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Why Don't Prices Rise During Periods of Peak Demand? Evidence from Scanner Data

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  • Judith A. Chevalier
  • Anil K. Kashyap
  • Peter E. Rossi

Abstract

We examine the retail prices and wholesale prices of a large supermarket chain in Chicago over seven and one-half years. We show that prices tend to fall during the seasonal demand peak for a product and that changes in retail margins account for most of those price changes; thus we add to the growing body of evidence that markups are counter-cyclical. The pattern of margin changes that we observe is consistent with loss leader' models such as the Lal and Matutes (1994) model of retailer pricing and advertising competition. Other models of imperfect competition are less consistent with retailer behavior. Manufacturer behavior plays a more limited role in the counter-cyclicality of prices.

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Bibliographic Info

Paper provided by National Bureau of Economic Research, Inc in its series NBER Working Papers with number 7981.

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Date of creation: Oct 2000
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Handle: RePEc:nbr:nberwo:7981

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  1. Hall, Robert E, 1988. "The Relation between Price and Marginal Cost in U.S. Industry," Journal of Political Economy, University of Chicago Press, vol. 96(5), pages 921-47, October.
  2. MacDonald, James M, 2000. "Demand, Information, and Competition: Why Do Food Prices Fall at Seasonal Demand Peaks?," Journal of Industrial Economics, Wiley Blackwell, vol. 48(1), pages 27-45, March.
  3. Julio J. Rotemberg & Michael Woodford, 1989. "Oligopolistic Pricing and the Effects of Aggregate Demand on Economic Activity," NBER Working Papers 3206, National Bureau of Economic Research, Inc.
  4. Rotemberg, Julio J & Saloner, Garth, 1986. "A Supergame-Theoretic Model of Price Wars during Booms," American Economic Review, American Economic Association, vol. 76(3), pages 390-407, June.
  5. Ghosal, Vivek, 2000. "Product market competition and the industry price-cost markup fluctuations:: role of energy price and monetary changes," International Journal of Industrial Organization, Elsevier, vol. 18(3), pages 415-444, April.
  6. Kyle Bagwell, 1987. "Introductory Price as a Signal of Cost in a Model of Repeat Business," Discussion Papers 722, Northwestern University, Center for Mathematical Studies in Economics and Management Science.
  7. Bils, Mark, 1989. "Pricing in a Customer Market," The Quarterly Journal of Economics, MIT Press, vol. 104(4), pages 699-718, November.
  8. Duncan Simester, 1995. "Signalling Price Image Using Advertised Prices," Marketing Science, INFORMS, vol. 14(2), pages 166-188.
  9. Severin Borenstein & Andrea Shepard, 1993. "Dynamic Pricing in Retail Gasoline Markets," NBER Working Papers 4489, National Bureau of Economic Research, Inc.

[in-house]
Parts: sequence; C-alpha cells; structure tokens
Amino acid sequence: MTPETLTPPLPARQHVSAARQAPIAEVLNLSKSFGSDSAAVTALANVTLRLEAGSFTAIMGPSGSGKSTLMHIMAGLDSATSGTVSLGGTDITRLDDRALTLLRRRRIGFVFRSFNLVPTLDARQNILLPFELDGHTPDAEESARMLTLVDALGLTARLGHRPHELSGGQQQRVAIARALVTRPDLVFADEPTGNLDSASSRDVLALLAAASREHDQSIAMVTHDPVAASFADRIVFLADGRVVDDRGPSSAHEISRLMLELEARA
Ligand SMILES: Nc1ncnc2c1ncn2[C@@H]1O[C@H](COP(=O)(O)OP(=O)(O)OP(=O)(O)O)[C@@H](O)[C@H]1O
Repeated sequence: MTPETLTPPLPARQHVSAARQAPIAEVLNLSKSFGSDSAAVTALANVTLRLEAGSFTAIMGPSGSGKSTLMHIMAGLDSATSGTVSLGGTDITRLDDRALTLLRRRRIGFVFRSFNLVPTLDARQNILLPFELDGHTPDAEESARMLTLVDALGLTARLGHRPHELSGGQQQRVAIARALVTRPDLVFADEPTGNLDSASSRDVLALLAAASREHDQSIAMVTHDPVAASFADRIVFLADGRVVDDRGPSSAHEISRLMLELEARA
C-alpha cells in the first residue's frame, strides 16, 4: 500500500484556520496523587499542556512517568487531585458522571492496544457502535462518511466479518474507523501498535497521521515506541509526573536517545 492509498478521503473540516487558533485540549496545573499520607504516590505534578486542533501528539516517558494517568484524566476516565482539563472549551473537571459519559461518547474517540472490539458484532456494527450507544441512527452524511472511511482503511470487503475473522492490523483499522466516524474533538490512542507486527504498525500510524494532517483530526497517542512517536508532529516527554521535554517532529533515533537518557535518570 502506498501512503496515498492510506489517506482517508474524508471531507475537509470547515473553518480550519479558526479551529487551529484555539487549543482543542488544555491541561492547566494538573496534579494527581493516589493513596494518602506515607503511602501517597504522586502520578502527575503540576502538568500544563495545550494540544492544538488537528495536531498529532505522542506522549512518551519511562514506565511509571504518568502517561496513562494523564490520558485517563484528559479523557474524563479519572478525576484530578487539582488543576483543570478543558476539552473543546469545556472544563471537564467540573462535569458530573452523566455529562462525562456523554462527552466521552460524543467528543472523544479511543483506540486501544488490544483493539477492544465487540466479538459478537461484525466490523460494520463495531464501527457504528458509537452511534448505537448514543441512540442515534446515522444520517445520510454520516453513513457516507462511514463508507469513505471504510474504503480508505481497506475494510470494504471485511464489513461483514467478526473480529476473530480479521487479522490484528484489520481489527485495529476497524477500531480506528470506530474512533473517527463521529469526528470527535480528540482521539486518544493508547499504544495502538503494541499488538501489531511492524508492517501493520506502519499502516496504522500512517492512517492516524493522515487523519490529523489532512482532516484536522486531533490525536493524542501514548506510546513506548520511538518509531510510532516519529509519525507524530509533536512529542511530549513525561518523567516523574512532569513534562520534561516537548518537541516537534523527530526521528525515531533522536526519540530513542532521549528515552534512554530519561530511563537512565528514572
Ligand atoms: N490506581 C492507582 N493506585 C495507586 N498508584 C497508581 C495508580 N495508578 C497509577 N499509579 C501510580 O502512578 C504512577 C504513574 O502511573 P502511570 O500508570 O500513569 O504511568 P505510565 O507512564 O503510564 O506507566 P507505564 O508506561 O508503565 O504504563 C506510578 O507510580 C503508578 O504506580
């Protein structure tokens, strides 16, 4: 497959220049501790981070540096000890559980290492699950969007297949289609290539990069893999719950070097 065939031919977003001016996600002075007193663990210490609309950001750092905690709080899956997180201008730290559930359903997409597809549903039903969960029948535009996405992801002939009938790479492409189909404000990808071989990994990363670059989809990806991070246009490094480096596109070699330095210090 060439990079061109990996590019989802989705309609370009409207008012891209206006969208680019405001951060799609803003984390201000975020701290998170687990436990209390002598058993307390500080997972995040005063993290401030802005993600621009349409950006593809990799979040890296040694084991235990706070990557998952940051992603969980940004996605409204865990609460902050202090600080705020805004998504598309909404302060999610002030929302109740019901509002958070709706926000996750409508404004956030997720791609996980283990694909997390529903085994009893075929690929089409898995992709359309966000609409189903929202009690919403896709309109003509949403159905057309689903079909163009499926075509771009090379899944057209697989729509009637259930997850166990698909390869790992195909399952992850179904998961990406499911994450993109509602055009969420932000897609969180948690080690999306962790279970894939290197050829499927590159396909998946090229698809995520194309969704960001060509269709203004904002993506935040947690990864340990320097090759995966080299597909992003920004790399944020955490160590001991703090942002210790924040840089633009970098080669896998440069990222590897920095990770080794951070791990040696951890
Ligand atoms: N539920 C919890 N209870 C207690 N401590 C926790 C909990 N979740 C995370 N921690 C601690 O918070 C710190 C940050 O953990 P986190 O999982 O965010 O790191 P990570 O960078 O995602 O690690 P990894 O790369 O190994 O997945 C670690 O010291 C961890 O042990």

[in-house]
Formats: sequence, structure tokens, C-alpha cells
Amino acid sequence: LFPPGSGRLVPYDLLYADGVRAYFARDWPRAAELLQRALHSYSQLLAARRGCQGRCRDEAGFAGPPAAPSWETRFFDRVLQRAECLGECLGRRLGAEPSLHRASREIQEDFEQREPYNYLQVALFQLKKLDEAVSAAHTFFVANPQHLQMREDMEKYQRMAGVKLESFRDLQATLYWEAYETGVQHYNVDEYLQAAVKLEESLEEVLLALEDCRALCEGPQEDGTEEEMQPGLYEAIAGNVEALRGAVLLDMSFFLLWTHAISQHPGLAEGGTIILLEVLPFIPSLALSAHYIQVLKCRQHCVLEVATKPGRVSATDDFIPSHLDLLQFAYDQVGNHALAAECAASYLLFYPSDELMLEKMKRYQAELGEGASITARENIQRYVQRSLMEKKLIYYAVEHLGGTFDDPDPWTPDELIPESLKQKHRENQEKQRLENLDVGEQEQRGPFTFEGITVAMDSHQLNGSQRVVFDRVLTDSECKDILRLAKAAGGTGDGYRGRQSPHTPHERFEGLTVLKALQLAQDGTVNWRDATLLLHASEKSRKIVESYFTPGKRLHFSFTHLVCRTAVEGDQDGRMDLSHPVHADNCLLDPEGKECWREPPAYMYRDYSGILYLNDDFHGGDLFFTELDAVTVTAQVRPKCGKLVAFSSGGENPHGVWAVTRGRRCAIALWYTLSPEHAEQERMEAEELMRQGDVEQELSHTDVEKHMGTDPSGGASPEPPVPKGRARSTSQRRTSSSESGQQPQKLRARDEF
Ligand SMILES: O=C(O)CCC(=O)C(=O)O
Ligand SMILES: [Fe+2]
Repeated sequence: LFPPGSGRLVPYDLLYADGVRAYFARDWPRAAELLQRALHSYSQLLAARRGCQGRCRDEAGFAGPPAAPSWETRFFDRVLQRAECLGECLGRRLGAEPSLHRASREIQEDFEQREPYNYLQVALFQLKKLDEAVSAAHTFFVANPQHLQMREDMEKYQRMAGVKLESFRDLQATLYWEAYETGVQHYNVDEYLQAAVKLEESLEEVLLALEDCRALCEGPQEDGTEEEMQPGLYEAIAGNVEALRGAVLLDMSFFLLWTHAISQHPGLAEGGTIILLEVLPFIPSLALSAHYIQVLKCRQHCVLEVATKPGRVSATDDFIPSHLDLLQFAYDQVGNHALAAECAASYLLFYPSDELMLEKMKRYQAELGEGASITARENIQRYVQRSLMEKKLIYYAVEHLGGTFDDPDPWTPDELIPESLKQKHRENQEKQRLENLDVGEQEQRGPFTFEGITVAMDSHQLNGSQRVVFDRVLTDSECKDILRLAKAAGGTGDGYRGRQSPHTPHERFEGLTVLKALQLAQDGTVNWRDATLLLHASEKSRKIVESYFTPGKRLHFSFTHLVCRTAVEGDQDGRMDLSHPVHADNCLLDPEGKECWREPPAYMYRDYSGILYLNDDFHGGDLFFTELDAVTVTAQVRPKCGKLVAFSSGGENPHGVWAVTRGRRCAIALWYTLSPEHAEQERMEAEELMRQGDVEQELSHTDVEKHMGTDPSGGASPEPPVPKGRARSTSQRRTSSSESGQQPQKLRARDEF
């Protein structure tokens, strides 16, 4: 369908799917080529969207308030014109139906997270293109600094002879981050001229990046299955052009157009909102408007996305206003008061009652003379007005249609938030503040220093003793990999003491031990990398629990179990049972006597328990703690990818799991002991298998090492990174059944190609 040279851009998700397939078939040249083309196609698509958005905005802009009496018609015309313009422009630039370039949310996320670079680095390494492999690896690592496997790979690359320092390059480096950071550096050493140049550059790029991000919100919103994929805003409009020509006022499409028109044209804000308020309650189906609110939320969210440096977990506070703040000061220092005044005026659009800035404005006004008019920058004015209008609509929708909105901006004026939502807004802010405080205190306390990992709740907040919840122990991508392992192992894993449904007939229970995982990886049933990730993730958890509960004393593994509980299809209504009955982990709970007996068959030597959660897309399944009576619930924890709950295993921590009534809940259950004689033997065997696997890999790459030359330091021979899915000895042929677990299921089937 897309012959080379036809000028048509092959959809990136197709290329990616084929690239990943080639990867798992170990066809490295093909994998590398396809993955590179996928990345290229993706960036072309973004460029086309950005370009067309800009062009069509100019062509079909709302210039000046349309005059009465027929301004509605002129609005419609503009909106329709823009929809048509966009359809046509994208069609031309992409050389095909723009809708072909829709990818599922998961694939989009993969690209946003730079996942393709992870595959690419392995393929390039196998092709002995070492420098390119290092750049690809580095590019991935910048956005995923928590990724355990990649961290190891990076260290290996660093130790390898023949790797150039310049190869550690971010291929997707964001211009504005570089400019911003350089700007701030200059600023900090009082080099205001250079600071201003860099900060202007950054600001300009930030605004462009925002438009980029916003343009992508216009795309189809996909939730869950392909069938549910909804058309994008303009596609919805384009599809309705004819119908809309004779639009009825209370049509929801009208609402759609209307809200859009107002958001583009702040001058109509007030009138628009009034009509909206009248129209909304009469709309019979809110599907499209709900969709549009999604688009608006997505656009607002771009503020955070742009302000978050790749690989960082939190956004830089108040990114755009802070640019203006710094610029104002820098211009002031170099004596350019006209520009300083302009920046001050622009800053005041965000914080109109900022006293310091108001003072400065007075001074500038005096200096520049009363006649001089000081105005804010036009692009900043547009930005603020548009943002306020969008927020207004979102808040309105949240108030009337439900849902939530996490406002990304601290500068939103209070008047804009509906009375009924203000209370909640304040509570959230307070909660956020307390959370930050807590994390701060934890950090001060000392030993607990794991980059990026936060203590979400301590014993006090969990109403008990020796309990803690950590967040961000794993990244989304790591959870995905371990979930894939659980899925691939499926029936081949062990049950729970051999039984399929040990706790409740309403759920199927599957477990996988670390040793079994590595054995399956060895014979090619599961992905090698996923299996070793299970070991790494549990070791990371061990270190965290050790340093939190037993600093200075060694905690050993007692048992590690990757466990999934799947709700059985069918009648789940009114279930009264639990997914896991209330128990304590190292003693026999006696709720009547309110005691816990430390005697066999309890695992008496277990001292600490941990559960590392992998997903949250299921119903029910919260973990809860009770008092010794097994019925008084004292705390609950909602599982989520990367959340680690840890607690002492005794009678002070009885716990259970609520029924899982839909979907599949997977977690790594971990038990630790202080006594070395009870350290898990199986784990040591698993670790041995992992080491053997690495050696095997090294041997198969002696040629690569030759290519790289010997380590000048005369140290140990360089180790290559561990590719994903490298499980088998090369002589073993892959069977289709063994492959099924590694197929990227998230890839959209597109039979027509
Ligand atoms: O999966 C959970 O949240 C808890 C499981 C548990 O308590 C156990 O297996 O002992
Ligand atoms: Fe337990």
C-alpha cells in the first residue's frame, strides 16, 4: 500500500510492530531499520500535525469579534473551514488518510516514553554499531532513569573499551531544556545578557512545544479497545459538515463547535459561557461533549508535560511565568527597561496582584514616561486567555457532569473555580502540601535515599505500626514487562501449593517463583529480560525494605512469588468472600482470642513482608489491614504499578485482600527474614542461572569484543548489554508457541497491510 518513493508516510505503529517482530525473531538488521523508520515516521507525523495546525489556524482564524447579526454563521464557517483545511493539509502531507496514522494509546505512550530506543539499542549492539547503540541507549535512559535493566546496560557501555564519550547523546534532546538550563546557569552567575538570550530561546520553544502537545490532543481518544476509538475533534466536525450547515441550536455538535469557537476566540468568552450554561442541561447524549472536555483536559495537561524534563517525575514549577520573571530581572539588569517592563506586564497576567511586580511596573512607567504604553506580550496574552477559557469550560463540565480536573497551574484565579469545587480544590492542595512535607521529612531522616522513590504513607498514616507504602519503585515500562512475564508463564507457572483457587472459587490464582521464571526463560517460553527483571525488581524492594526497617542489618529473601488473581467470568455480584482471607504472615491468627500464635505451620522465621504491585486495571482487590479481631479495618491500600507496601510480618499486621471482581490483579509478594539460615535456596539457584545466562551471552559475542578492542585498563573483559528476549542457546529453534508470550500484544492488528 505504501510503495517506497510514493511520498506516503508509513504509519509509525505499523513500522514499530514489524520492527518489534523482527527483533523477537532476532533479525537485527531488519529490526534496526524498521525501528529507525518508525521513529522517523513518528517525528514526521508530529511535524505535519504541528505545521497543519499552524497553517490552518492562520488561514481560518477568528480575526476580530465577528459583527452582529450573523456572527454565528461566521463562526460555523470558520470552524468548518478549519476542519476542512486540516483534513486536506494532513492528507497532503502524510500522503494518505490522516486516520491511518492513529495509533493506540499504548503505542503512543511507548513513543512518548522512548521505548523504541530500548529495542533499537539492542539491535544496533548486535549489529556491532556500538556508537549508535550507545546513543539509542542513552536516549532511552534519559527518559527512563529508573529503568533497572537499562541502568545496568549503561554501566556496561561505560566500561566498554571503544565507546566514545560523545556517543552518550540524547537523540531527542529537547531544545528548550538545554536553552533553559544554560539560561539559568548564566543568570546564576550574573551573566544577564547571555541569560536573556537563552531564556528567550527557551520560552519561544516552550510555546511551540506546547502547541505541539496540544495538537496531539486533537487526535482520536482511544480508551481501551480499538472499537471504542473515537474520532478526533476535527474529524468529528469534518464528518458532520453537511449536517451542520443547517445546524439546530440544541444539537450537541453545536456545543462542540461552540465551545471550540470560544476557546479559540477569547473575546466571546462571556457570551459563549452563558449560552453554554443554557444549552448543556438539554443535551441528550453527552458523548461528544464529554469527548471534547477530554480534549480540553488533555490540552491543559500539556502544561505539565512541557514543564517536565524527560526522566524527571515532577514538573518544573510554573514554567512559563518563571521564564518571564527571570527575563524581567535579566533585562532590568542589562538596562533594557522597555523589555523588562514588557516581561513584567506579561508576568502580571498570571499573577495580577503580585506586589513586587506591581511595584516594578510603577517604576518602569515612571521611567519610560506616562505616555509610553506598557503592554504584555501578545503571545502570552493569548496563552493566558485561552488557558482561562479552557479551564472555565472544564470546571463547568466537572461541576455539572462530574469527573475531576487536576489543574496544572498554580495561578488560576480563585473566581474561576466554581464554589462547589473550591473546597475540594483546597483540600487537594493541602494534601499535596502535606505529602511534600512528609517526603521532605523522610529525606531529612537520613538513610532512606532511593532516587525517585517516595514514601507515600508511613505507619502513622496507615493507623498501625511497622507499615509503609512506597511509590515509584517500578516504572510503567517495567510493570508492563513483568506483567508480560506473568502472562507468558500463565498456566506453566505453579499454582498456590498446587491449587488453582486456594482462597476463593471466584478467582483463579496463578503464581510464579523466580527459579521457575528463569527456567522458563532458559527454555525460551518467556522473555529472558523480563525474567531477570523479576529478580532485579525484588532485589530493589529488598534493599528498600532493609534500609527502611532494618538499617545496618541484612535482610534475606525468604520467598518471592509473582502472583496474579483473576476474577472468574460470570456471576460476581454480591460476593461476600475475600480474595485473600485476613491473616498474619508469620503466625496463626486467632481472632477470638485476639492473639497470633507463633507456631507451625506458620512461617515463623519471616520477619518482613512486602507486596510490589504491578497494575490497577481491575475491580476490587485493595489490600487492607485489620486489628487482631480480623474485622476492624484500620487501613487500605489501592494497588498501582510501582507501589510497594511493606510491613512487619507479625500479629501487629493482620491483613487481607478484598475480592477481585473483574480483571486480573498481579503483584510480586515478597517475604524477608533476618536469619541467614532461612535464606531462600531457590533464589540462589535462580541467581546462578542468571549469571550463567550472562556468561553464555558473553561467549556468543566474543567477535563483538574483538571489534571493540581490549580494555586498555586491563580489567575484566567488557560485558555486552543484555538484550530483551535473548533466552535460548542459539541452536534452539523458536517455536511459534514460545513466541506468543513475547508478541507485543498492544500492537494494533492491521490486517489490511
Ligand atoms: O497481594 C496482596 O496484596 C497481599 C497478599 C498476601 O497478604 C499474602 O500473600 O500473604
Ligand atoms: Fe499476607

10. Martin Pesendorfer, 2002. "Retail Sales: A Study of Pricing Behavior in Supermarkets," The Journal of Business, University of Chicago Press, vol. 75(1), pages 33-66, January.
  11. Vrinda Kadiyali & Pradeep Chintagunta & Naufel Vilcassim, 2000. "Manufacturer-Retailer Channel Interactions and Implications for Channel Power: An Empirical Investigation of Pricing in a Local Market," Marketing Science, INFORMS, vol. 19(2), pages 127-148, September.
  12. Nelson, Philip & Siegfried, John J & Howell, John, 1992. "A Simultaneous Equations Model of Coffee Brand Pricing and Advertising," The Review of Economics and Statistics, MIT Press, vol. 74(1), pages 54-63, February.
  13. Warner, Elizabeth J & Barsky, Robert B, 1995. "The Timing and Magnitude of Retail Store Markdowns: Evidence from Weekends and Holidays," The Quarterly Journal of Economics, MIT Press, vol. 110(2), pages 321-52, May.
  14. Edward J Green & Robert H Porter, 1997. "Noncooperative Collusion Under Imperfect Price Information," Levine's Working Paper Archive 1147, David K. Levine.
  15. Lal, Rajiv & Matutes, Carmen, 1994. "Retail Pricing and Advertising Strategies," The Journal of Business, University of Chicago Press, vol. 67(3), pages 345-70, July.
  16. Rajiv Lal & J. Miguel Villas-Boas, 1998. "Price Promotions and Trade Deals with Multiproduct Retailers," Management Science, INFORMS, vol. 44(7), pages 935-949, July.
  17. Kenn Ariga & Kenji Matsui & Makoto Watanabe, 2001. "Hot and Spicy: Ups and Downs on the Price Floor and Ceiling at Japanese Supermarkets," Asia Pacific Economic Papers 316, Australia-Japan Research Centre, Crawford School of Public Policy, The Australian National University.
  18. B. Douglas Bernheim & Michael D. Whinston, 1990. "Multimarket Contact and Collusive Behavior," RAND Journal of Economics, The RAND Corporation, vol. 21(1), pages 1-26, Spring.
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